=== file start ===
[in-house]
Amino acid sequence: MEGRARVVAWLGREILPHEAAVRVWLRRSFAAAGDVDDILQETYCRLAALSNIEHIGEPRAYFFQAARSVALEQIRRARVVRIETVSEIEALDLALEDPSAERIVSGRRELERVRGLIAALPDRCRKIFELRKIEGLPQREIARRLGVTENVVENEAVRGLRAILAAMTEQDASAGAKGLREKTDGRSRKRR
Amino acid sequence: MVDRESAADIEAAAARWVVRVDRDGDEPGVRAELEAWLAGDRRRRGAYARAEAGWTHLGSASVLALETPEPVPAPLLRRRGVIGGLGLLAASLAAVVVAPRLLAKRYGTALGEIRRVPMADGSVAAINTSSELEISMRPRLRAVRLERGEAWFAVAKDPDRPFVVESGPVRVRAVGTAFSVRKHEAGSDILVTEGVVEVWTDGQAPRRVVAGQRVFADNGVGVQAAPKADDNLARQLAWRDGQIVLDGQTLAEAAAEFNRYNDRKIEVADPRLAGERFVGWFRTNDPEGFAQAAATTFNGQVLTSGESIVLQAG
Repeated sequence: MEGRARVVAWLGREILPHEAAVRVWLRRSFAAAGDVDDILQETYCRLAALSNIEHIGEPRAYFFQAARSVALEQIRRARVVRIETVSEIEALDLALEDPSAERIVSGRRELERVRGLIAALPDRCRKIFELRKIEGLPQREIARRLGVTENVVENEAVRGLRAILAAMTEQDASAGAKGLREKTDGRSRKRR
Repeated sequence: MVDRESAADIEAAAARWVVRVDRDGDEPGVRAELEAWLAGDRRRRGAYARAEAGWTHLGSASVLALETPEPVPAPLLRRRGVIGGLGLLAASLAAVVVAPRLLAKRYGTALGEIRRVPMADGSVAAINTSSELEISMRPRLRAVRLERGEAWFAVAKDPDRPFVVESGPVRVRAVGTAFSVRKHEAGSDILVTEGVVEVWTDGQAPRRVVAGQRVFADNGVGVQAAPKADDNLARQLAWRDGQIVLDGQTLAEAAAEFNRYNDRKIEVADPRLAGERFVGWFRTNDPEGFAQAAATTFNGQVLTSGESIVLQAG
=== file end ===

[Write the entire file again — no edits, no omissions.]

[in-house]
Amino acid sequence: MEGRARVVAWLGREILPHEAAVRVWLRRSFAAAGDVDDILQETYCRLAALSNIEHIGEPRAYFFQAARSVALEQIRRARVVRIETVSEIEALDLALEDPSAERIVSGRRELERVRGLIAALPDRCRKIFELRKIEGLPQREIARRLGVTENVVENEAVRGLRAILAAMTEQDASAGAKGLREKTDGRSRKRR
Amino acid sequence: MVDRESAADIEAAAARWVVRVDRDGDEPGVRAELEAWLAGDRRRRGAYARAEAGWTHLGSASVLALETPEPVPAPLLRRRGVIGGLGLLAASLAAVVVAPRLLAKRYGTALGEIRRVPMADGSVAAINTSSELEISMRPRLRAVRLERGEAWFAVAKDPDRPFVVESGPVRVRAVGTAFSVRKHEAGSDILVTEGVVEVWTDGQAPRRVVAGQRVFADNGVGVQAAPKADDNLARQLAWRDGQIVLDGQTLAEAAAEFNRYNDRKIEVADPRLAGERFVGWFRTNDPEGFAQAAATTFNGQVLTSGESIVLQAG
Repeated sequence: MEGRARVVAWLGREILPHEAAVRVWLRRSFAAAGDVDDILQETYCRLAALSNIEHIGEPRAYFFQAARSVALEQIRRARVVRIETVSEIEALDLALEDPSAERIVSGRRELERVRGLIAALPDRCRKIFELRKIEGLPQREIARRLGVTENVVENEAVRGLRAILAAMTEQDASAGAKGLREKTDGRSRKRR
Repeated sequence: MVDRESAADIEAAAARWVVRVDRDGDEPGVRAELEAWLAGDRRRRGAYARAEAGWTHLGSASVLALETPEPVPAPLLRRRGVIGGLGLLAASLAAVVVAPRLLAKRYGTALGEIRRVPMADGSVAAINTSSELEISMRPRLRAVRLERGEAWFAVAKDPDRPFVVESGPVRVRAVGTAFSVRKHEAGSDILVTEGVVEVWTDGQAPRRVVAGQRVFADNGVGVQAAPKADDNLARQLAWRDGQIVLDGQTLAEAAAEFNRYNDRKIEVADPRLAGERFVGWFRTNDPEGFAQAAATTFNGQVLTSGESIVLQAG